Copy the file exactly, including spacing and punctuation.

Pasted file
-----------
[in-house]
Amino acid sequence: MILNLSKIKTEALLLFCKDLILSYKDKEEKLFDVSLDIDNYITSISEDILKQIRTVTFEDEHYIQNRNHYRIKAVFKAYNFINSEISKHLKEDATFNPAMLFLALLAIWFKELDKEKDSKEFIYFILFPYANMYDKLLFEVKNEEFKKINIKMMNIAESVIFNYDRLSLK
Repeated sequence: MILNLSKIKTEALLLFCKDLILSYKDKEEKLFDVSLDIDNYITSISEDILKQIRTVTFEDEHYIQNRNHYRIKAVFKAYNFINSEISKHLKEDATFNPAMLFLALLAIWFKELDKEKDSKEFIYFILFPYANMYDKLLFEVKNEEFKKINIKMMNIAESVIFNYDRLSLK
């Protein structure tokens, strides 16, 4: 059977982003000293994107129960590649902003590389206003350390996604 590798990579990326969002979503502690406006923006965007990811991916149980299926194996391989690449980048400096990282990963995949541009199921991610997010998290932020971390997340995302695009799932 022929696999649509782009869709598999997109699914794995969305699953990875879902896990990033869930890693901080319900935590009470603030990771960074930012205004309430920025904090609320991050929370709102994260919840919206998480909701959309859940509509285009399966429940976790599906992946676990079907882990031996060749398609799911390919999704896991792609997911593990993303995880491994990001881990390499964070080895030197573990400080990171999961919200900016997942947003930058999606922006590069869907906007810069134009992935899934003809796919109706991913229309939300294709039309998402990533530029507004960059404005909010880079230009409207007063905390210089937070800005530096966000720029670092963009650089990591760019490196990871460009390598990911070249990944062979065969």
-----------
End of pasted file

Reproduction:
[in-house]
Amino acid sequence: MILNLSKIKTEALLLFCKDLILSYKDKEEKLFDVSLDIDNYITSISEDILKQIRTVTFEDEHYIQNRNHYRIKAVFKAYNFINSEISKHLKEDATFNPAMLFLALLAIWFKELDKEKDSKEFIYFILFPYANMYDKLLFEVKNEEFKKINIKMMNIAESVIFNYDRLSLK
Repeated sequence: MILNLSKIKTEALLLFCKDLILSYKDKEEKLFDVSLDIDNYITSISEDILKQIRTVTFEDEHYIQNRNHYRIKAVFKAYNFINSEISKHLKEDATFNPAMLFLALLAIWFKELDKEKDSKEFIYFILFPYANMYDKLLFEVKNEEFKKINIKMMNIAESVIFNYDRLSLK
């Protein structure tokens, strides 16, 4: 059977982003000293994107129960590649902003590389206003350390996604 590798990579990326969002979503502690406006923006965007990811991916149980299926194996391989690449980048400096990282990963995949541009199921991610997010998290932020971390997340995302695009799932 022929696999649509782009869709598999997109699914794995969305699953990875879902896990990033869930890693901080319900935590009470603030990771960074930012205004309430920025904090609320991050929370709102994260919840919206998480909701959309859940509509285009399966429940976790599906992946676990079907882990031996060749398609799911390919999704896991792609997911593990993303995880491994990001881990390499964070080895030197573990400080990171999961919200900016997942947003930058999606922006590069869907906007810069134009992935899934003809796919109706991913229309939300294709039309998402990533530029507004960059404005909010880079230009409207007063905390210089937070800005530096966000720029670092963009650089990591760019490196990871460009390598990911070249990944062979065969």